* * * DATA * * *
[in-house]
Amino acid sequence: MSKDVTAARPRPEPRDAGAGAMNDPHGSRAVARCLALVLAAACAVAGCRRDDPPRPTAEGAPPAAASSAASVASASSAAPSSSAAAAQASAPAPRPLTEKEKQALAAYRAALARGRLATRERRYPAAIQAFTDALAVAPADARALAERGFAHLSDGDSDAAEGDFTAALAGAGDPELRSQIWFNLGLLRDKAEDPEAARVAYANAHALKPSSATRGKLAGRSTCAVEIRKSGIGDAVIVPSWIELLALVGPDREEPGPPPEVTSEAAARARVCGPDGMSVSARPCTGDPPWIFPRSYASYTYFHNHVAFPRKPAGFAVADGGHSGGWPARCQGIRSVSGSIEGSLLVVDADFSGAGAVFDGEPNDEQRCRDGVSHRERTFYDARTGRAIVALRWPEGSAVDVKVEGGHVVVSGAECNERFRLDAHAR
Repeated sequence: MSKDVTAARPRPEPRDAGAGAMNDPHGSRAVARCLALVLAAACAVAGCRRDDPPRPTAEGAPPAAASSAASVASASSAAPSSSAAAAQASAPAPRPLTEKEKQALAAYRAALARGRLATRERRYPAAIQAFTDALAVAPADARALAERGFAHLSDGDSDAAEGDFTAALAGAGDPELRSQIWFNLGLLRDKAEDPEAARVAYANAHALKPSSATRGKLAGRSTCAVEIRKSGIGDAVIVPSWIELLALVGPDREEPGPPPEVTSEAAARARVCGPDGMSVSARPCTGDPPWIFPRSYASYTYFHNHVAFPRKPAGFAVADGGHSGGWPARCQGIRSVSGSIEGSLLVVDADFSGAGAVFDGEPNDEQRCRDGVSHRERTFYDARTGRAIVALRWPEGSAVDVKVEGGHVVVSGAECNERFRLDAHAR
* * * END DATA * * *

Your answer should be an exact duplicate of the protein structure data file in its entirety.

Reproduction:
[in-house]
Amino acid sequence: MSKDVTAARPRPEPRDAGAGAMNDPHGSRAVARCLALVLAAACAVAGCRRDDPPRPTAEGAPPAAASSAASVASASSAAPSSSAAAAQASAPAPRPLTEKEKQALAAYRAALARGRLATRERRYPAAIQAFTDALAVAPADARALAERGFAHLSDGDSDAAEGDFTAALAGAGDPELRSQIWFNLGLLRDKAEDPEAARVAYANAHALKPSSATRGKLAGRSTCAVEIRKSGIGDAVIVPSWIELLALVGPDREEPGPPPEVTSEAAARARVCGPDGMSVSARPCTGDPPWIFPRSYASYTYFHNHVAFPRKPAGFAVADGGHSGGWPARCQGIRSVSGSIEGSLLVVDADFSGAGAVFDGEPNDEQRCRDGVSHRERTFYDARTGRAIVALRWPEGSAVDVKVEGGHVVVSGAECNERFRLDAHAR
Repeated sequence: MSKDVTAARPRPEPRDAGAGAMNDPHGSRAVARCLALVLAAACAVAGCRRDDPPRPTAEGAPPAAASSAASVASASSAAPSSSAAAAQASAPAPRPLTEKEKQALAAYRAALARGRLATRERRYPAAIQAFTDALAVAPADARALAERGFAHLSDGDSDAAEGDFTAALAGAGDPELRSQIWFNLGLLRDKAEDPEAARVAYANAHALKPSSATRGKLAGRSTCAVEIRKSGIGDAVIVPSWIELLALVGPDREEPGPPPEVTSEAAARARVCGPDGMSVSARPCTGDPPWIFPRSYASYTYFHNHVAFPRKPAGFAVADGGHSGGWPARCQGIRSVSGSIEGSLLVVDADFSGAGAVFDGEPNDEQRCRDGVSHRERTFYDARTGRAIVALRWPEGSAVDVKVEGGHVVVSGAECNERFRLDAHAR